Loading...

Study offers new school site options

Loading…

BY AMELIA HARPER
Staff Writer

Monday, August 26, 2019

NASHVILLE — The Nash-Rocky Mount Board of Education last week heard two recommendations about where the district’s new elementary school should be located.

The school district already has been told that it should receive $10 million from a state grant for construction of the new school and another $10 million from Nash and Edgecombe county commissioners.

The school board heard a presentation from the Operations Research and Education Laboratory (OREd) at N.C. State University, an organization it hired to help select a site for the new school. According to the grant presentation presented to the state, the school board plans to close Red Oak, Cedar Grove and Swift Creek elementary schools — all aging and outdated facilities — in order to build a single state-of-the-art school.

Thomas Dudley, program manager for the OREd team, said his team has two different scenarios to propose.

“We are here presenting the results of our study looking in the optimal location for your new elementary school according to a rigorous demographic analysis we conducted,” Dudley said.

As part of the process, OREd interviewed multiple government officials and planners in Nash and Edgecombe counties and created a “data-focused membership and utilization forecast study” based on factors including land-use studies, community growth factors, a housing development inventory, current and projected school capacities in the district, the resident live birth rate and membership forecasts for Nash-Rocky Mount Public Schools.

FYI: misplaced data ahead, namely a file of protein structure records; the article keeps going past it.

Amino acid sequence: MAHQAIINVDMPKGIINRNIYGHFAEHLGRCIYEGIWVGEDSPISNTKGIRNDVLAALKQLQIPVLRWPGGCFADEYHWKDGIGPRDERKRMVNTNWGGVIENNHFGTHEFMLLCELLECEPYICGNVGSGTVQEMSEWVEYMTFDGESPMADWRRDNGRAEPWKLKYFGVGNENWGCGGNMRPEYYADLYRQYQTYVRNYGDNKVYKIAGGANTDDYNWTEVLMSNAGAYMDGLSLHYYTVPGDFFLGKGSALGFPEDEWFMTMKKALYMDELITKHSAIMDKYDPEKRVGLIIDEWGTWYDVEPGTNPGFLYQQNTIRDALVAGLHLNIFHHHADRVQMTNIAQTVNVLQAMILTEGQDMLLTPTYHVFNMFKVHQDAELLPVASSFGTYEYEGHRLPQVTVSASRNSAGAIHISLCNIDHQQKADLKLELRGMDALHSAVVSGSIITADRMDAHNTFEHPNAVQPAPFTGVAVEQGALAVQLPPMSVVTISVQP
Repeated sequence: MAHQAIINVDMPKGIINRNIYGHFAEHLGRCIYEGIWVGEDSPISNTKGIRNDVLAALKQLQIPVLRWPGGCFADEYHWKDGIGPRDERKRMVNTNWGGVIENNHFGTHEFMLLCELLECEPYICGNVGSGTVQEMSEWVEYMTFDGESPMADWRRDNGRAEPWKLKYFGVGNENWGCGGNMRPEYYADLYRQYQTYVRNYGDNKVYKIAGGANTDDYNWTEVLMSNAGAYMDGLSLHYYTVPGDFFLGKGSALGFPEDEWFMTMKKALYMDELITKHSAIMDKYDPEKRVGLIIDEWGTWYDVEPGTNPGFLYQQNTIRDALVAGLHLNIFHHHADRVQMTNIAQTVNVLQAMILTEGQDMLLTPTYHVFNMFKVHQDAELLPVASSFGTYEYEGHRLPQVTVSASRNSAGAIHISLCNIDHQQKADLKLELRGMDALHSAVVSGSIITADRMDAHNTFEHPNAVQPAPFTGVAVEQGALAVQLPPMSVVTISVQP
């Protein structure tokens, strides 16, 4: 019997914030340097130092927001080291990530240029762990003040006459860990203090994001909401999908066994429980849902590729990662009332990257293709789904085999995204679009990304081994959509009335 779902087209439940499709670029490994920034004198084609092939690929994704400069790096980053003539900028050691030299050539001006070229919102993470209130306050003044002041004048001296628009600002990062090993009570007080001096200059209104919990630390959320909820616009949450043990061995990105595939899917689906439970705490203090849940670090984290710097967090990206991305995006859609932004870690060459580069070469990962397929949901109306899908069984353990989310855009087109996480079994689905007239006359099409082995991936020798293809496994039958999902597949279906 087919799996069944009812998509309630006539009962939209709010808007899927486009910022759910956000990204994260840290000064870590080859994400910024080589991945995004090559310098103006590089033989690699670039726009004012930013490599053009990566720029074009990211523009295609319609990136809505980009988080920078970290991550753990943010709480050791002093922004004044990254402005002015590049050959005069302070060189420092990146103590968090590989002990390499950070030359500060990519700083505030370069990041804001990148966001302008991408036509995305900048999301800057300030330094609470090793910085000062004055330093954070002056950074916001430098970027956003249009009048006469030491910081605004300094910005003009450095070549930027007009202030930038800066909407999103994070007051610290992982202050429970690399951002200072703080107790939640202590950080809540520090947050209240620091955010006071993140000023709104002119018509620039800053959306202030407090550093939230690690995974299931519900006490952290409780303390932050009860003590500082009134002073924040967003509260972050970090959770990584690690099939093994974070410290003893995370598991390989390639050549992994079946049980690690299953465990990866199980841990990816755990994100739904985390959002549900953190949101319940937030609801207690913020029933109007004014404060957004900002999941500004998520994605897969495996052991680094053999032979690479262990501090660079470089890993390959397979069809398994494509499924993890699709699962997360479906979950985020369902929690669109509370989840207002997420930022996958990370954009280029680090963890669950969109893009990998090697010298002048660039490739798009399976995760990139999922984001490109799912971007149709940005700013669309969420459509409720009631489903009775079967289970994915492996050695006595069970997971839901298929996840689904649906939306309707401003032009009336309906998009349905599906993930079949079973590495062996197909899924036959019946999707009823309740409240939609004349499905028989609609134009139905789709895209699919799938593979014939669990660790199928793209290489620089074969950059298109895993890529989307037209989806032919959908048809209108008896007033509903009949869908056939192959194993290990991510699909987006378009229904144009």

The resident live birth in the district has remained fairly consistent for the past six years, said Terry Karlson, a planner for OREd. The number of resident live births in 2017-18 was 1,110.

However, the membership of Nash-Rocky Mount Public Schools has steadily declined by about 250 students a year for the past six years, Karlson said. In the 2013-14 school year, the first month membership of the school district was 16,069. In the first month of the 2018-19 school year, there were 14,754 students enrolled in Nash-Rocky Mount Public Schools.

“In the future, we anticipate a 10-year decline to about 13,008 students,” Dudley said.

Based on all these calculations, Dudley proposed two different site scenarios for the new elementary school.

Scenario one would impact the region of three schools and have a capacity of 800 students. That site would be located directly in Red Oak, Dudley said.

“The first scenario is looking only at the current attendance zones for the schools that would be closed: Red Oak, Swift Creek and Cedar Grove elementary schools,” Dudley said. “If you were to open a school based on that attendance zone, you would be seeing utilization rate of the school of roughly 85 percent. That school capacity of 800 would also allow for adjustment for reduction of class sizes under the new state law. So that is a true boots-on-the-ground capacity.”

Scenario two would have an impact on five schools and would have a new school of 900 students. The schools impacted would be the original three schools as well as M.B. Hubbard and Nashville elementary schools.

“Under this scenario, there would be a shifting of the attendance zones that could be used to fill up that new school and create a reduction in overcrowding at the other two schools. And in this scenario, the optimal new school site would shift a little bit to the west,” Dudley said.

The school board likely will need to meet with county commissioners to discuss the new information before it makes a final decision on site selection.

No future meetings between those two boards to discuss the new school construction have yet been slated, said Patricia Hollingsworth, chief communications officer for Nash-Rocky Mount Public Schools.

Loading…